The Unapologetic Mathematician

Mathematics for the interested outsider

The Metric Space of a Measure Ring

Let (\mathcal{S},\mu) be a measure ring. We’ve seen how we can get a metric space from a measure, and the same is true here. In fact, since we’ve required that \mu be positive — that \mu(E)=0 only if E=\emptyset — we don’t need to worry about negligible elements.

And so we write \mathfrak{S}=\mathfrak{S}(\mu) for the metric space consisting of the elements E\in\mathcal{S} with \mu(E)<\infty. This has a distance function \rho defined by \rho(E,F)=\mu(E\Delta F). We also write \mathfrak{S}=\mathfrak{S}(\mu) for the metric associated with the measure algebra associated with the measure space (X,\mathcal{S},\mu). We say that a measure space or a measure algebra is “separable” if the associated metric space is separable.

Now, if we set

\displaystyle\begin{aligned}f(E,F)&=E\cup F\\g(E,F)&=E\cap F\end{aligned}

then f:\mathfrak{S}\times\mathfrak{S}\to\mathfrak{S}, g:\mathfrak{S}\times\mathfrak{S}\to\mathfrak{S}, and \mu:\mathfrak{S}\to\mathbb{R} itself are all uniformly continuous.

Indeed, if we take two pairs of sets E_1, E_2, F_1, and F_2, we calculate

\displaystyle\begin{aligned}\mu\left((E_1\cup F_1)\setminus(E_2\cup F_2)\right)&=\mu\left((E_1\cup F_1)\cap(E_2^c\cap F_2^c)\right)\\&=\mu\left((E_1\cup F_1)\cap(E_2^c\cap F_2^c)\right)\\&=\mu\left((E_1\cap E_2^c\cap F_2^c)\cup(F_1\cap E_2^c\cap F_2^c)\right)\\&\leq\mu(E_1\cap E_2^c\cap F_2^c)+\mu(F_1\cap E_2^c\cap F_2^c)\\&\leq\mu(E_1\setminus E_2)+\mu(F_1\setminus F_2)\end{aligned}

Similarly, we find that \mu\left((E_2\cup F_2)\setminus(E_1\cup F_1)\right)\leq\mu(E_2\setminus E_1)+\mu(F_2\setminus F_1). And thus

\displaystyle\begin{aligned}\rho\left((E_1\cup F_1),(E_2\cup F_2)\right)&=\mu\left((E_1\cup F_1)\Delta(E_2\cup F_2)\right)\\&=\mu\left((E_1\cup F_1)\setminus(E_2\cup F_2)\right)+\mu\left((E_2\cup F_2)\setminus(E_1\cup F_1)\right)\\&\leq\mu(E_1\setminus E_2)+\mu(F_1\setminus F_2)+\mu(E_2\setminus E_1)+\mu(F_2\setminus F_1)\\&=\mu(E_1\Delta E_2)+\mu(F_1\Delta F_2)\\&=\rho(E_1,E_2)+\rho(F_1,F_2)\end{aligned}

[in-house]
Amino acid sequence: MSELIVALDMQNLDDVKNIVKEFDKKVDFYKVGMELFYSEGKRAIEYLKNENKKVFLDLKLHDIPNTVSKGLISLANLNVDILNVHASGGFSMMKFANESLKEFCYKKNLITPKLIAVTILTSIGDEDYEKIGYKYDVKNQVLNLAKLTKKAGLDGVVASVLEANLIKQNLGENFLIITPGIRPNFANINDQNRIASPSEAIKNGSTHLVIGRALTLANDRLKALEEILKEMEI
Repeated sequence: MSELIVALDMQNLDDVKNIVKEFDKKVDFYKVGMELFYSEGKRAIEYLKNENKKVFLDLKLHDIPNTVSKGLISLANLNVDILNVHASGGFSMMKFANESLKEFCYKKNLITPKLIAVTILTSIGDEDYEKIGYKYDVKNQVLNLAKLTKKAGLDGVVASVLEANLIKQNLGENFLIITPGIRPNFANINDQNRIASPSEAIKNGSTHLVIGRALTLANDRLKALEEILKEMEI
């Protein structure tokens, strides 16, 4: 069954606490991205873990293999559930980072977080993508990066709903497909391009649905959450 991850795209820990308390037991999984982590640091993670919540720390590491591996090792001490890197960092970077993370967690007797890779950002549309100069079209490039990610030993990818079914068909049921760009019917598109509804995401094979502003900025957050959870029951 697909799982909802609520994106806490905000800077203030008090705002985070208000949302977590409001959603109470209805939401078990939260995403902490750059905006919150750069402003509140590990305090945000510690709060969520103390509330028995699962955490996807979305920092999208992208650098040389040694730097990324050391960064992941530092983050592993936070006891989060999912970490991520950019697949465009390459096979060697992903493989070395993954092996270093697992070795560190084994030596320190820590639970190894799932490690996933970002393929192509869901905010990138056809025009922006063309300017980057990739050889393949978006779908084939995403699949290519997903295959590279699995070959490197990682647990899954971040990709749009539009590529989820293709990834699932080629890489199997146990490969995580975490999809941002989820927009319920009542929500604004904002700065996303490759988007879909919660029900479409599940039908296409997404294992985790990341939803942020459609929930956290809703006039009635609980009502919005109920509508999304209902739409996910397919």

And so if we have control over the distance between E_1 and E_2, and the distance between F_1 and F_2, then we have control over the distance between E_1\cup F_1 and E_2\cup F_2. The bounds we need on the inputs uniform, and so f is uniformly continuous. The proof for g proceeds similarly.

To see that \mu is uniformly continuous, we calculate

\displaystyle\begin{aligned}\left\lvert\mu(E)-\mu(F)\right\rvert&=\left\lvert\left(\mu(E)-\mu(E\cap F)\right)-\left(\mu(F)-\mu(F\cap E)\right)\right\rvert\\&=\left\lvert\mu\left(E\setminus(E\cap F)\right)-\mu\left(F\setminus(F\cap E)\right)\right\rvert\\&=\left\lvert\mu(E\setminus F)-\mu(F\setminus E)\right\rvert\\&\leq\mu(E\setminus F)+\mu(F\setminus E)\\&=\mu(E\Delta F)\\&=\rho(E,F)\end{aligned}

Now if (X,\mathcal{S},\mu) is a \sigma-finite measure space so that the \sigma-ring \mathcal{S} has a countable set of generators, then \mathfrak{S}(\mu) is separable. Indeed, if \{E_n\} is a countable sequence of sets that generate \mathcal{S}, then we may assume (by \sigma-finiteness) that \mu(E_n)<\infty for all n. The ring generated by the \{E_n\} is itself countable, and so we may assume that \{E_n\} is itself a ring. But then we know that for every E\in\mathfrak{S}(\mu) and for every positive \epsilon we can find some ring element E_n so that \rho(E,E_n)=\mu(E\Delta E_n)<\epsilon. Thus \{E_n\} is a countable dense set in \mathfrak{S}(\mu), which is thus separable.

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August 6, 2010 - Posted by | Analysis, Measure Theory


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